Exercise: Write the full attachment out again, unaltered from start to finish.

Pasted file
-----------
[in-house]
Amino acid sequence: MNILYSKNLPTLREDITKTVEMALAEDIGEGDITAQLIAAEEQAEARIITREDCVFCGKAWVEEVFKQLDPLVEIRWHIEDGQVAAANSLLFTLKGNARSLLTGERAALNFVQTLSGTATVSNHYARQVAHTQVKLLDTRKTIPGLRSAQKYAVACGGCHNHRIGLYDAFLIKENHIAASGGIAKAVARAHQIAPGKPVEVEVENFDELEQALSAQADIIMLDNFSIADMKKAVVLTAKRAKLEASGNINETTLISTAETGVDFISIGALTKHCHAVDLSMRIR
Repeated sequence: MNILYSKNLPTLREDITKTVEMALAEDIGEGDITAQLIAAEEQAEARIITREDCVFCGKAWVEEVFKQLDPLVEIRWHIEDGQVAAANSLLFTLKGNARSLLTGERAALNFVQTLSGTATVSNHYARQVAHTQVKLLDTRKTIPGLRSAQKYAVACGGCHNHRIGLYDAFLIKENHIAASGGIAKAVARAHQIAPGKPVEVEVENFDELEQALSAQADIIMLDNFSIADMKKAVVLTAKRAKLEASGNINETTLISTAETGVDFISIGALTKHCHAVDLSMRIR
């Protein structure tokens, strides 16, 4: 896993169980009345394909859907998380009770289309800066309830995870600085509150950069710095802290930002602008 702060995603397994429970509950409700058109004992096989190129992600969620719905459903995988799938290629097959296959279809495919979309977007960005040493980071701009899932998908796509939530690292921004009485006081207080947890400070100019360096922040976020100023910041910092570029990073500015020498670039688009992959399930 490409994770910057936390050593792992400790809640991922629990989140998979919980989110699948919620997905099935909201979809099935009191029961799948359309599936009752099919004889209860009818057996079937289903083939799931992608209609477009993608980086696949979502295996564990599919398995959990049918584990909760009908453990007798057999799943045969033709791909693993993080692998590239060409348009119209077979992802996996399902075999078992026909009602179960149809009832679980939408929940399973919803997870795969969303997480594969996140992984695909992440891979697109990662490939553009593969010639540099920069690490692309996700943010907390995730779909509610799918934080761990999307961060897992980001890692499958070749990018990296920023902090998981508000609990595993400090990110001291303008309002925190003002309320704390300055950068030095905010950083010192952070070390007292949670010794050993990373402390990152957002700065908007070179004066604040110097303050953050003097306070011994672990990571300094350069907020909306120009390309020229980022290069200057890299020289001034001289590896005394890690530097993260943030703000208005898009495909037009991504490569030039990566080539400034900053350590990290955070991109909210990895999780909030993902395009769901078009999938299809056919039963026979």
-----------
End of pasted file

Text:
[in-house]
Amino acid sequence: MNILYSKNLPTLREDITKTVEMALAEDIGEGDITAQLIAAEEQAEARIITREDCVFCGKAWVEEVFKQLDPLVEIRWHIEDGQVAAANSLLFTLKGNARSLLTGERAALNFVQTLSGTATVSNHYARQVAHTQVKLLDTRKTIPGLRSAQKYAVACGGCHNHRIGLYDAFLIKENHIAASGGIAKAVARAHQIAPGKPVEVEVENFDELEQALSAQADIIMLDNFSIADMKKAVVLTAKRAKLEASGNINETTLISTAETGVDFISIGALTKHCHAVDLSMRIR
Repeated sequence: MNILYSKNLPTLREDITKTVEMALAEDIGEGDITAQLIAAEEQAEARIITREDCVFCGKAWVEEVFKQLDPLVEIRWHIEDGQVAAANSLLFTLKGNARSLLTGERAALNFVQTLSGTATVSNHYARQVAHTQVKLLDTRKTIPGLRSAQKYAVACGGCHNHRIGLYDAFLIKENHIAASGGIAKAVARAHQIAPGKPVEVEVENFDELEQALSAQADIIMLDNFSIADMKKAVVLTAKRAKLEASGNINETTLISTAETGVDFISIGALTKHCHAVDLSMRIR
């Protein structure tokens, strides 16, 4: 896993169980009345394909859907998380009770289309800066309830995870600085509150950069710095802290930002602008 702060995603397994429970509950409700058109004992096989190129992600969620719905459903995988799938290629097959296959279809495919979309977007960005040493980071701009899932998908796509939530690292921004009485006081207080947890400070100019360096922040976020100023910041910092570029990073500015020498670039688009992959399930 490409994770910057936390050593792992400790809640991922629990989140998979919980989110699948919620997905099935909201979809099935009191029961799948359309599936009752099919004889209860009818057996079937289903083939799931992608209609477009993608980086696949979502295996564990599919398995959990049918584990909760009908453990007798057999799943045969033709791909693993993080692998590239060409348009119209077979992802996996399902075999078992026909009602179960149809009832679980939408929940399973919803997870795969969303997480594969996140992984695909992440891979697109990662490939553009593969010639540099920069690490692309996700943010907390995730779909509610799918934080761990999307961060897992980001890692499958070749990018990296920023902090998981508000609990595993400090990110001291303008309002925190003002309320704390300055950068030095905010950083010192952070070390007292949670010794050993990373402390990152957002700065908007070179004066604040110097303050953050003097306070011994672990990571300094350069907020909306120009390309020229980022290069200057890299020289001034001289590896005394890690530097993260943030703000208005898009495909037009991504490569030039990566080539400034900053350590990290955070991109909210990895999780909030993902395009769901078009999938299809056919039963026979």